In all my years of being a Pakistani, I have yet to meet a person who visited my country and did not fall in love with its local food options; choices which culminate into a rich culinary culture that has for long managed to impress a global audience base. And the amazing hospitality of the locals only serves to add to this wonderful experience – or so I’ve been told on many occasions by enthusiastic swaths of visitors (many of whom are left awestruck through their encounter with a significantly different – and tolerant - South Asian nation than what the mainstream media would have them believe).
Pakistan is home to a number of culture-enriched cities. From Lahore in Punjab to Karachi in Sindh, and from Peshawar in Khyber-Pakhtunkhwa to Mirpur in Azad Kashmir – all of these metropolitan centers boast a somewhat distinct heritage from their cultural peers. Together, they comprise a beautifully colored tapestry which paints an astonishing picture of the confluence of unity and diversity; of the merging of one with many.
The Food Culture of Pakistan – an Expose
Food in Pakistan is a phenomenon that merits experience – at least once in a lifetime. It has a history that fully justifies the way in which the locals honor their eating tables.
As most local culinary historians would relate, this chronology begins with the spread of Islam to the region, which is the religion of the majority in Pakistan. The stark prohibitions on consuming pork and alcohol in the Quran inspired Muslims to focus on other types of meats and food groups; including, for the most part, chicken and beef. Also, fish and vegetables have their own creative and dare I say tantalizing, usages in Pakistani cuisine.
The geographical region that cartographers know as Pakistan today was once under the rule of the Mughal Empire. It also remained a vital part of the British Indian Raj until the partition of the subcontinent in 1947. As a result, both Mughal and Indian (and to an extent anglophilic) influences are evident in Pakistani food dishes. The abundant incorporation of herbs, spices, and mewa (raisins, almond, and pistachio, etc.) in the local delicacies is a case in point.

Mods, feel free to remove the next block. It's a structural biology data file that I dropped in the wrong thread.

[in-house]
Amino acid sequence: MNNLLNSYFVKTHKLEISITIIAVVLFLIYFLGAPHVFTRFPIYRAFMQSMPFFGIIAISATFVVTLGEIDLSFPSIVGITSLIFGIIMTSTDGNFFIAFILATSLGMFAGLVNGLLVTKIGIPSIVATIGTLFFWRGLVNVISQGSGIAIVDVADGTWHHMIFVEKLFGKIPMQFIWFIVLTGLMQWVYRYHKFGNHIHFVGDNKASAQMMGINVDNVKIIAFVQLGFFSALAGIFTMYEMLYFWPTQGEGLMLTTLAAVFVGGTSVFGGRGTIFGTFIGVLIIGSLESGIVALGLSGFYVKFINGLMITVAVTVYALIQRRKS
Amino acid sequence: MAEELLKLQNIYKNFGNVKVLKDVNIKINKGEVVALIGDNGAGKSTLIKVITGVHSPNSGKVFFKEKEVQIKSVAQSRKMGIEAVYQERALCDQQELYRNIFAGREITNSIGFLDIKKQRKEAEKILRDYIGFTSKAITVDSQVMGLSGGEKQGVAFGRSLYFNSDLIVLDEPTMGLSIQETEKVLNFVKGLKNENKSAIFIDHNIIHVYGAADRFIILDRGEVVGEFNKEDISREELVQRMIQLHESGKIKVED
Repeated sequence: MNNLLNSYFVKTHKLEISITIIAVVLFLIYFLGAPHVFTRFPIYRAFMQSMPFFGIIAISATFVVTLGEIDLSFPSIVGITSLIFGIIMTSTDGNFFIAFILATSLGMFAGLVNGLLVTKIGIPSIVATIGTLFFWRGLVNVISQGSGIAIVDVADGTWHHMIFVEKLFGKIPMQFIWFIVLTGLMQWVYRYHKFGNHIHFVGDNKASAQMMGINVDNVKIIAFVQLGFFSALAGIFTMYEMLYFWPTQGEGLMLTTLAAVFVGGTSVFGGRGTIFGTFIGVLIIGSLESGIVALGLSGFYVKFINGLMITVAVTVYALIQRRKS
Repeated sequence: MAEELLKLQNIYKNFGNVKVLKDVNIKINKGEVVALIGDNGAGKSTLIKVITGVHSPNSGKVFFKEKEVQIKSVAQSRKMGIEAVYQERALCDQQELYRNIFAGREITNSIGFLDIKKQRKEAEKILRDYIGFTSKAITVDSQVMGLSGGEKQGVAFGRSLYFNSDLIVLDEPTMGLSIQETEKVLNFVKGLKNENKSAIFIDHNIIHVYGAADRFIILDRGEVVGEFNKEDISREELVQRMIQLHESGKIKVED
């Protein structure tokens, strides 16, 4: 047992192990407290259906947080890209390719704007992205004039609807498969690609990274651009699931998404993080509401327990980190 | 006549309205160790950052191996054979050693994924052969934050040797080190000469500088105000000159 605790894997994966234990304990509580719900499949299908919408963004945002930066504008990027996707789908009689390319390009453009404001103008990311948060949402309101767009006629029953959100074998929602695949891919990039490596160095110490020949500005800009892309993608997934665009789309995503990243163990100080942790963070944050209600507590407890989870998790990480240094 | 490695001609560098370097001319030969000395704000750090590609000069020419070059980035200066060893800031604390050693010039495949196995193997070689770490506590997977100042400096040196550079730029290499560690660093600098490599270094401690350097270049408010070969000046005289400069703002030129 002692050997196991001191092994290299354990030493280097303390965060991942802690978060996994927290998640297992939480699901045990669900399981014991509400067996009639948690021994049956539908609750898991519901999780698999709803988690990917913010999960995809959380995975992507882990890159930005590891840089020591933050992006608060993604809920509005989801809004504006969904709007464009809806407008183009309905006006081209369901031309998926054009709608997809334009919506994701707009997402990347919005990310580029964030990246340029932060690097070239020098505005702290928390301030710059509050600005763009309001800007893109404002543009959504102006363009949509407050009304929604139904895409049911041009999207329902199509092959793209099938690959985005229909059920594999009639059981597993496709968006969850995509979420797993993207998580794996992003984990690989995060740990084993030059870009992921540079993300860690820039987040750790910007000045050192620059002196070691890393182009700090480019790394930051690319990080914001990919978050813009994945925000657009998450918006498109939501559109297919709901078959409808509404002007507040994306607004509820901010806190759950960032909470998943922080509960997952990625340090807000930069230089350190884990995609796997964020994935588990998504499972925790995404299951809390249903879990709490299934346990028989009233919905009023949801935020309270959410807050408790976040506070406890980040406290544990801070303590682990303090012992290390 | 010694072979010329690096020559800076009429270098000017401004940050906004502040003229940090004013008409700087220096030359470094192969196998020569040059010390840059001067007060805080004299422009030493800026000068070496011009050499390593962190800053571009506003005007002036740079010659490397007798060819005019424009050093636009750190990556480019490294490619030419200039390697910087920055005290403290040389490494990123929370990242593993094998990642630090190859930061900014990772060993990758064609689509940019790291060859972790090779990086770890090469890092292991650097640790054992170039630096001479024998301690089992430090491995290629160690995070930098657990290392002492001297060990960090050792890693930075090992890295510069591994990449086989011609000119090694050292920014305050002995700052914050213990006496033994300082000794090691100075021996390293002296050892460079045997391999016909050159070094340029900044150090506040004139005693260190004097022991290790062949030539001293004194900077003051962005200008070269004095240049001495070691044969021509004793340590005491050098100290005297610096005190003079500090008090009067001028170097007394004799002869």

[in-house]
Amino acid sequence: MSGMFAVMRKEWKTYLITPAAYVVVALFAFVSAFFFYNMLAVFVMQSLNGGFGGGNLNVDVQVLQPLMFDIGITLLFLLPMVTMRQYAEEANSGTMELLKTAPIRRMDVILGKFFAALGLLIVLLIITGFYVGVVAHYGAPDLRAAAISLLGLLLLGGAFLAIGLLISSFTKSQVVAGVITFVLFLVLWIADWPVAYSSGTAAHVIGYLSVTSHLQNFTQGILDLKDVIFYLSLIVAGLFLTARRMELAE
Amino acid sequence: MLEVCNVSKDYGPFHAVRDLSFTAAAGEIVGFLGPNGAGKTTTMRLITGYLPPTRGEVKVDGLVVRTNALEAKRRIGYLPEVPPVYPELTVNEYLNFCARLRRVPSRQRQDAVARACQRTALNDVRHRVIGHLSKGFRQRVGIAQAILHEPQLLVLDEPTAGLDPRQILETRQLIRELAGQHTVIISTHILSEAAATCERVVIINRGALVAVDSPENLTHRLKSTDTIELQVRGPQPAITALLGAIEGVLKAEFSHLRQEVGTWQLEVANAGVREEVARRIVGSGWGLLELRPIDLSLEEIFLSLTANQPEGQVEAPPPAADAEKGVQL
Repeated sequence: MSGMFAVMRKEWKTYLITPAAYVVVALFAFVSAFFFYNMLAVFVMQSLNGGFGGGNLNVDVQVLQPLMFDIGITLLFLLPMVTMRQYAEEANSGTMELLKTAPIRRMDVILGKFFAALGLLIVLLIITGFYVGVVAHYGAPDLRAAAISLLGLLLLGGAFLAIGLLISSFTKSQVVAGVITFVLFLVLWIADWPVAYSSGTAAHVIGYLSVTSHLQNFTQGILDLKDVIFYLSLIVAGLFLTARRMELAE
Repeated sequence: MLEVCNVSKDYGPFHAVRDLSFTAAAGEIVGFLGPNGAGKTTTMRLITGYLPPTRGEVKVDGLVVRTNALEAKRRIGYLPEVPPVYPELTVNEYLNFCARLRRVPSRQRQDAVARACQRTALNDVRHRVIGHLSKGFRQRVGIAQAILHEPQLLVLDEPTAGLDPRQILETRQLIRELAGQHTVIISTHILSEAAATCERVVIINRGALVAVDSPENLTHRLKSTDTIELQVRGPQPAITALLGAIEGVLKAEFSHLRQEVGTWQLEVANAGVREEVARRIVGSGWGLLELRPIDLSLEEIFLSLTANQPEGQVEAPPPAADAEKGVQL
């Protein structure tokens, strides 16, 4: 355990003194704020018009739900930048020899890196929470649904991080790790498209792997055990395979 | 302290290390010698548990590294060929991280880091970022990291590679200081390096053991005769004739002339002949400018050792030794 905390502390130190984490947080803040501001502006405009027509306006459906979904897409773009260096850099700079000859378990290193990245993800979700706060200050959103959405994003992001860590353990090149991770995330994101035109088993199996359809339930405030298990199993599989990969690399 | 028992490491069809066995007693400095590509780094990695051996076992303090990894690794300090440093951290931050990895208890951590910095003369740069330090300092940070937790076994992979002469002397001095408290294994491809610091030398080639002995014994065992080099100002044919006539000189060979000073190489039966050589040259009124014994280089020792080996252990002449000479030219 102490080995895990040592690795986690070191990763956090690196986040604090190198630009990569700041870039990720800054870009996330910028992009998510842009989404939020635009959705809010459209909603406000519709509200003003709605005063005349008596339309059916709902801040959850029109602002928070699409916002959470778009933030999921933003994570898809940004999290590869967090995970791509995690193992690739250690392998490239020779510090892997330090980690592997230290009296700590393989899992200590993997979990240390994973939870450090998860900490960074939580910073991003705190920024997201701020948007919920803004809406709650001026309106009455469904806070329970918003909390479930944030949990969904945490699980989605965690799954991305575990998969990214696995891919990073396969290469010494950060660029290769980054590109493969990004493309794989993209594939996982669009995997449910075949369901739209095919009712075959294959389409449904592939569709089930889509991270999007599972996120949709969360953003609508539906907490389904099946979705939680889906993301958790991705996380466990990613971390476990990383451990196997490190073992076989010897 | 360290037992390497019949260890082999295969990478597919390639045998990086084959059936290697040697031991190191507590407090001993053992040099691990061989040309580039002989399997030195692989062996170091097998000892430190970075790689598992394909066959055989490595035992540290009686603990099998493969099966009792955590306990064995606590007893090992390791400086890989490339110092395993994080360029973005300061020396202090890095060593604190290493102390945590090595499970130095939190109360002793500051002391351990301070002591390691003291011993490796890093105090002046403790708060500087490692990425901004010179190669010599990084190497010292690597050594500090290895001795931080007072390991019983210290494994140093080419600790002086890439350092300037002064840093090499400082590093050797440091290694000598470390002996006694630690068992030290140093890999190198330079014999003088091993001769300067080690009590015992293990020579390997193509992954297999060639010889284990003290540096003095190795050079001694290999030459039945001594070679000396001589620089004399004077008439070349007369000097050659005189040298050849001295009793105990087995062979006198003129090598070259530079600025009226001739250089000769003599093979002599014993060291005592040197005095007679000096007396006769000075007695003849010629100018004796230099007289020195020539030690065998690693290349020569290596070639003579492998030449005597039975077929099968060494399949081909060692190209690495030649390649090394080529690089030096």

Pakistani food also prominently features borrowed flavors from Persian, Afghani, and Continental European cuisines. All of these characteristics give a distinct and hybridized personality to Pakistani food dishes; with each meal offering a unique set of palatable, and sometimes even medicinal, profiles to its local aficionado.
A Look into the Regional Cuisines
Pakistan is comprised of four provinces. Each province – denoting a particular ethnic origin - comes with its own proud food culture.
Punjab is famous for its chapatti or roti; a flatbread prepared from wheat flour. Often, the locals tend to use other grains in its preparation. These commonly include maize, barley, and millet (among others). Punjabis also have a fondness for preparing elaborate feasts in which heady, aromatic curries take center-stage.
Sindhis, on the other hand, have a knack for cooking delicious fish (and other seafood) entrees. And this makes a lot of sense because the Sindh province occupies a major portion of the southern coastal region of the country; connected with the Arabian Sea. A lot of food-enthusiasts (or ‘foodies’, in today, ’s going parlance) also enjoy Sindhi food for its characteristic spice appeal.
In Balochistan, the locals use a special method of cooking entire bodies of lamb. The Baloch call it Sajji, the seemingly defiant name given to the resultant (and glorious) meat dish that it describes. In following through with the Sajji method of cooking, the locals place a skinned lamb (marinated and stuffed within an earthen vessel) into a deep pit burning with molten coal, and barbeque the meat till tender.
Like their Baloch compatriots down south, the Pashtuns of Khyber-Pakhtunkhwa also fancy devouring a lot of lamb meat. But their cooking style, in comparison, is less elaborate. These hardy northerners, in fact, like their food to be a little less spicy. And in comparison with Punjab’s roti, they eat Nan, an oven-baked bread. The nan is often paired with generous meat cubes; making the popular Nan-Kebab dish.
The Agricultural Background of Pakistani Food
The agriculture sector of Pakistan accounts for almost 30% of the country’s GDP. Pakistan is consistently ranked in the global list of the ‘Top 10’ producers of wheat, sugarcane, dates, mangoes, and oranges. The country is also the 13th top producer of rice.
As a primarily agricultural nation, it is no surprise to note then that Pakistan uses its variety of earthen produce creatively. Its large assortment of local vegetables and fruits bring a lot of unique flavors to the palate – often of the kinds that you won’t find anywhere else.
Now that we have some understanding regarding the background of Pakistan’s food culture, this is a good time as any to list a few irresistible local culinary items that comprise some of its star attractions!